Come be a part of the groundbreaking first LIVE webcast from the Sacred Fire Dhunis of numerous, rarely seen, powerful potent yogis, naga babas, matajis, tantriks, and other sadhus from the various lineages and akharas. Many of these ascetic Yogis stay hidden away at their retreats high in the Himalayas and only come down sometimes for these Kumbh Melas.

No need to get up! Peer through the looking glass into the extreme of the Himalayan yogic tradition right from the comfort of your home!

Attend two webcasts a day for 5 to 7 days between 4/7 and 4/17! (Each webcast should be 2 to 4 hrs in length.)

The 2010 HARDWAR MAHA KUMBH MELA DHUNI WEBCAST PROJECT IS ON!!!

JAI MAAAAAAAAAAAAAAAAA!!

 

Harbin Ice and Snow Sculpture Festival – brrr

Harbin_Ice_FestivalThis dragon recently flew over to frigid northeastern China to visit the Harbin Ice and Snow Sculpture Festival. Didn’t enjoy the chilly Siberian winds but the amazing art made it well worth the journey! (Even a cold-blooded creature like me gets cold when icicles start forming on my scales!)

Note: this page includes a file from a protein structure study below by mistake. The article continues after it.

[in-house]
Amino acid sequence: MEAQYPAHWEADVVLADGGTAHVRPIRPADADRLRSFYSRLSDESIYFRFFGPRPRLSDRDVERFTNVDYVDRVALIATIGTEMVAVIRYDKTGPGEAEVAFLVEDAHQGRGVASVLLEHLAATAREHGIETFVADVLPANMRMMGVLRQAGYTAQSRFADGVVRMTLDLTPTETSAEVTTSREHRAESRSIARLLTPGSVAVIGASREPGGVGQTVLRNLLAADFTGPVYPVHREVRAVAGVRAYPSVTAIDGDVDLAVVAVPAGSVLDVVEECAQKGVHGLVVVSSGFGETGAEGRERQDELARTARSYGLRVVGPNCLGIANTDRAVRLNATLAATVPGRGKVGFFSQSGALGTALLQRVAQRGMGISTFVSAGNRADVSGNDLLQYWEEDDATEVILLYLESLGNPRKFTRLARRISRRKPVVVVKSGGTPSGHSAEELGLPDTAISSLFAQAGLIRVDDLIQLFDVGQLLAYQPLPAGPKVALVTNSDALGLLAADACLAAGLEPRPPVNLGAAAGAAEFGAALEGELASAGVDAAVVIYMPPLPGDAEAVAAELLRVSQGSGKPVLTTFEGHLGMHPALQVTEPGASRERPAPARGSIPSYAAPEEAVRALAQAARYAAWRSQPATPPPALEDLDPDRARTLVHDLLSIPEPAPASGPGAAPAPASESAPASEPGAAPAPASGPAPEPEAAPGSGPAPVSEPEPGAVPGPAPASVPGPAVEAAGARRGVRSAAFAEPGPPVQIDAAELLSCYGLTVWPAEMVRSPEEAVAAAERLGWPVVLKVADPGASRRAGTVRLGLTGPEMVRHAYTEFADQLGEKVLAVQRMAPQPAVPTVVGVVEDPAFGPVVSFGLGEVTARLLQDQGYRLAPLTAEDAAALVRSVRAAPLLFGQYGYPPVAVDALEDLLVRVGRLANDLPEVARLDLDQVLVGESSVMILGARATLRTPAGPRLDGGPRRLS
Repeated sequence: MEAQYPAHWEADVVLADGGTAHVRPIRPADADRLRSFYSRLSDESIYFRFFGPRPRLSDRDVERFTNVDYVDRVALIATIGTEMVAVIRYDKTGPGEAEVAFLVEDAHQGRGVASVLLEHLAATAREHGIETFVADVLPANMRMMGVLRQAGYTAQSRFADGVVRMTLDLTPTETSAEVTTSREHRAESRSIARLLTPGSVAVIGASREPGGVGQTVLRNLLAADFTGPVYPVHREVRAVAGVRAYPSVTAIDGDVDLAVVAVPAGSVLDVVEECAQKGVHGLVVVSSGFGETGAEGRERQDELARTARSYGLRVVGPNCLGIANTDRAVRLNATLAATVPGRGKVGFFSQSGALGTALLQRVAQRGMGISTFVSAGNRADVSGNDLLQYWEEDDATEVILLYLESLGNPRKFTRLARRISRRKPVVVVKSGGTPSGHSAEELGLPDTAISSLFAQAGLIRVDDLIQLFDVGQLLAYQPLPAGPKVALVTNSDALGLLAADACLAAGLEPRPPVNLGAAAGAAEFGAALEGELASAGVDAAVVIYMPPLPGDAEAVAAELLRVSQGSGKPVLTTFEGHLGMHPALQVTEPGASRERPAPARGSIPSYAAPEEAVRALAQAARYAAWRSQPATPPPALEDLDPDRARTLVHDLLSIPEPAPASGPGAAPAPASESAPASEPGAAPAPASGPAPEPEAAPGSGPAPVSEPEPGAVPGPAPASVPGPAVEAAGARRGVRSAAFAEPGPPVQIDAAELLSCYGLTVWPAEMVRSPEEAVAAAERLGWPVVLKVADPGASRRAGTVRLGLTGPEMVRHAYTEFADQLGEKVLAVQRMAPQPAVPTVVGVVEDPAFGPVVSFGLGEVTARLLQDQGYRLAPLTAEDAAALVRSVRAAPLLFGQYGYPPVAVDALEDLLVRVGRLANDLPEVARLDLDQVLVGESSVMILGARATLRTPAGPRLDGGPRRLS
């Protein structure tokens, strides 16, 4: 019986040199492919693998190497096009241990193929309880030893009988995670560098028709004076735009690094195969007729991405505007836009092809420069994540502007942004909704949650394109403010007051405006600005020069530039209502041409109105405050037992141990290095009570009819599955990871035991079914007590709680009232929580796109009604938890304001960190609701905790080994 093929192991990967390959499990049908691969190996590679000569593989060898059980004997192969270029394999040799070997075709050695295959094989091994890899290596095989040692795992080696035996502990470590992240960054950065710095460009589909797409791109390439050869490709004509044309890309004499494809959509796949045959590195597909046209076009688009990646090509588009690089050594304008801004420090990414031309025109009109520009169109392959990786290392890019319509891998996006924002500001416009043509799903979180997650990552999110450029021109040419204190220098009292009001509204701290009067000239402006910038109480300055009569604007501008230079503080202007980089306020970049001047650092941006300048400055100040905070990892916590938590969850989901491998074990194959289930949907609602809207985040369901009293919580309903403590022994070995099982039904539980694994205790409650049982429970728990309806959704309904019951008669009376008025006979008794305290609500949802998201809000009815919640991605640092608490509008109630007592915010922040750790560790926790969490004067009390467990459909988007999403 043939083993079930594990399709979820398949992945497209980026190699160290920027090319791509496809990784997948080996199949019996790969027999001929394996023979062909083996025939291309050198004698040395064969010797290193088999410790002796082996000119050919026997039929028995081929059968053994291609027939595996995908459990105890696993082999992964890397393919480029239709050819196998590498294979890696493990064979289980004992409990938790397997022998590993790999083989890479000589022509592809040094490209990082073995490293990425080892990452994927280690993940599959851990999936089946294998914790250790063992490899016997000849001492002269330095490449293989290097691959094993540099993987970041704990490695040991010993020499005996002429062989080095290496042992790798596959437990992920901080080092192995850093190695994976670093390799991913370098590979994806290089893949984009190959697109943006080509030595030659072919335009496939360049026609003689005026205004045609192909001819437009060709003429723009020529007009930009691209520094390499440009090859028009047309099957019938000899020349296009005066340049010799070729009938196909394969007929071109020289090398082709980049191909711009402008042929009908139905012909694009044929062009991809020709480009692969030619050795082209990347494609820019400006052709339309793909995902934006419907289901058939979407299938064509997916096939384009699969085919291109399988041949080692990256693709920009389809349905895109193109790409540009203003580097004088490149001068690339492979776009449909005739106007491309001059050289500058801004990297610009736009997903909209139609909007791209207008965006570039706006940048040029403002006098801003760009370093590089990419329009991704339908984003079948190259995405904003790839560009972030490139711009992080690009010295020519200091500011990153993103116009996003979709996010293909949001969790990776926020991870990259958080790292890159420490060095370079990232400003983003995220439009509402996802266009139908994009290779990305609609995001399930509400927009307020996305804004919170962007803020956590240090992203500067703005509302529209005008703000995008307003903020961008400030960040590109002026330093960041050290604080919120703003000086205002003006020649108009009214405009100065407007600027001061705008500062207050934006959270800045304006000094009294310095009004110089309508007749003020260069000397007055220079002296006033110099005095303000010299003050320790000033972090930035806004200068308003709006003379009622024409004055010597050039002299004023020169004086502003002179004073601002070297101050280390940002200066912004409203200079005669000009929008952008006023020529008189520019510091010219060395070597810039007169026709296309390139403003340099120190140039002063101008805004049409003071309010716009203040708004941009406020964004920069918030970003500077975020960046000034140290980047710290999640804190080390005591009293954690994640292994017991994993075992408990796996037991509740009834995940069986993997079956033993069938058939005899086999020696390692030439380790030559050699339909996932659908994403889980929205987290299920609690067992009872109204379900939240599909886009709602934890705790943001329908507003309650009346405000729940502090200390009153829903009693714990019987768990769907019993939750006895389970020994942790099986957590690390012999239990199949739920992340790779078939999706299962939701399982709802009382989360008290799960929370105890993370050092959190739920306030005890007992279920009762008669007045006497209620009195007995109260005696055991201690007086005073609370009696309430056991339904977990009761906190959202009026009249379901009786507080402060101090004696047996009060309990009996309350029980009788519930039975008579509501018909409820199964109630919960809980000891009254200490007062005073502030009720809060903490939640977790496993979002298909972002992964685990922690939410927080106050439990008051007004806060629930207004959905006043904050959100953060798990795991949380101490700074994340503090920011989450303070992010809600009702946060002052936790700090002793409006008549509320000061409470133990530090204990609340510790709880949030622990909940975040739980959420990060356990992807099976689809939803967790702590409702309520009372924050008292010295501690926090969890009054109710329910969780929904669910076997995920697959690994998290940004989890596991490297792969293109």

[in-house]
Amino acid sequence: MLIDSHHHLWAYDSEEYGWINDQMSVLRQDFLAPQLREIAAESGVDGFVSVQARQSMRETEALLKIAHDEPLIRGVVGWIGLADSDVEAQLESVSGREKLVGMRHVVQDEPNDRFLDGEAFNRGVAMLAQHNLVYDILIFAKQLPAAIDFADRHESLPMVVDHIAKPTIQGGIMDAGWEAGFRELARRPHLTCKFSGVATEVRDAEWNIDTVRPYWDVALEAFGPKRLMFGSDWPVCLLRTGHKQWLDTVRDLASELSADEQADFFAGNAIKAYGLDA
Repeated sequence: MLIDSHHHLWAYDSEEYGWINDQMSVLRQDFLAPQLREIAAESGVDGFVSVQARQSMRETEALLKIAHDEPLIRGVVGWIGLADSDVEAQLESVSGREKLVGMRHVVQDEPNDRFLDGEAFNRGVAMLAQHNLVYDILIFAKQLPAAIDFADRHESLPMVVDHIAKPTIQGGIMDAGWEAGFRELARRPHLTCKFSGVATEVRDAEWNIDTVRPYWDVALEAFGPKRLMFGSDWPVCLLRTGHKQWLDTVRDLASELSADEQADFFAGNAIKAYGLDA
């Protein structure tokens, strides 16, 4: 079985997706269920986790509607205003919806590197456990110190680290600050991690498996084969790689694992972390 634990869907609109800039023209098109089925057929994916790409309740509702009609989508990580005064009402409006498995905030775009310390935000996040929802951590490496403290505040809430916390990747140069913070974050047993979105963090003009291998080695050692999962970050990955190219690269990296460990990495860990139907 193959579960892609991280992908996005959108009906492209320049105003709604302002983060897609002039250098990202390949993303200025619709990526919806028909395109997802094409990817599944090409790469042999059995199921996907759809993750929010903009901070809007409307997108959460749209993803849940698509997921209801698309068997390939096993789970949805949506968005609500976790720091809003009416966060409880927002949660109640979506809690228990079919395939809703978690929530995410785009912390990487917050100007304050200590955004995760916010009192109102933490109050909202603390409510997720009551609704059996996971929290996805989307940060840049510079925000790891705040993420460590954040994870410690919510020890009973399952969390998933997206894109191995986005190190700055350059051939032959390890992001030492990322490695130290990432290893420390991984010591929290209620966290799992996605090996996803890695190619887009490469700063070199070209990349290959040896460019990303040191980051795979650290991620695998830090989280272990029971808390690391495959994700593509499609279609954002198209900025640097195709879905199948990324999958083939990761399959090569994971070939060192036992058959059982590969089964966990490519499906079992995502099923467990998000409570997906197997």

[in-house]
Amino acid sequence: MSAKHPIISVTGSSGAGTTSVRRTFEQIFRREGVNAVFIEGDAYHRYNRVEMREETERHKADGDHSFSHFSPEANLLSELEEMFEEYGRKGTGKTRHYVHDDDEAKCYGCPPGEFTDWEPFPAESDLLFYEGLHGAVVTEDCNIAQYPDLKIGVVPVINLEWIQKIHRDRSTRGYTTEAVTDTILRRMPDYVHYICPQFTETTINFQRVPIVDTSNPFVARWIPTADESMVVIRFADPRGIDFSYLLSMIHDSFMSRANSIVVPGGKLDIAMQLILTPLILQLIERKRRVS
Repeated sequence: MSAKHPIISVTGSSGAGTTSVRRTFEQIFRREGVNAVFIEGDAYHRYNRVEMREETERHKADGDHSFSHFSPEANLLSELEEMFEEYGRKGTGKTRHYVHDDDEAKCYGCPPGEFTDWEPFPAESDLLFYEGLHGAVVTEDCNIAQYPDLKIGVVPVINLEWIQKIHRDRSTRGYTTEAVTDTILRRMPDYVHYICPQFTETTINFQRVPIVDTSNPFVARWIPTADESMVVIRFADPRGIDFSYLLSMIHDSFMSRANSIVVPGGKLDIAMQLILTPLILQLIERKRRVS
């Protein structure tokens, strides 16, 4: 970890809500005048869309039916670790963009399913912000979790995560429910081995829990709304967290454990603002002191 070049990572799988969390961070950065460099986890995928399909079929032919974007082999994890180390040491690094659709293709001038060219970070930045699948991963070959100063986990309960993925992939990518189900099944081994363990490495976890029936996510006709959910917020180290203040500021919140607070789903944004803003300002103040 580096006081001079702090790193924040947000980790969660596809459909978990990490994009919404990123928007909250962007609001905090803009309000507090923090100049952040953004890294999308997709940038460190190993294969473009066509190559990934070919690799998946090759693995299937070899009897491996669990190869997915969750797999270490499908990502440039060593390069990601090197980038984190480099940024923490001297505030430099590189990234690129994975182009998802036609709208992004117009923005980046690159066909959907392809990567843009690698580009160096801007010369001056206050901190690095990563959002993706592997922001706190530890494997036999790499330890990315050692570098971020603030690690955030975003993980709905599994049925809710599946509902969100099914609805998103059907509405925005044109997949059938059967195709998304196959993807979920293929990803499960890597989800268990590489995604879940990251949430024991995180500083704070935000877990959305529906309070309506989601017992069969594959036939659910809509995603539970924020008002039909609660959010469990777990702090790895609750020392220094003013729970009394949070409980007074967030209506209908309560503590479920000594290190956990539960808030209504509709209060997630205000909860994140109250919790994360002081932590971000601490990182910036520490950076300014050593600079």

This festival,  one of the world’s four largest ice and snow festivals, includes humongous ice buildings built from the frozen waters of the Songhua River, gigantic snow sculptures, and ice slides. (Kind of an icy version of Burning Man at night!)

I loved the multi-colored night lights that illuminated the sculptures from both inside and outside. Really cool to see the brilliant and dazzling lights against the dark night sky.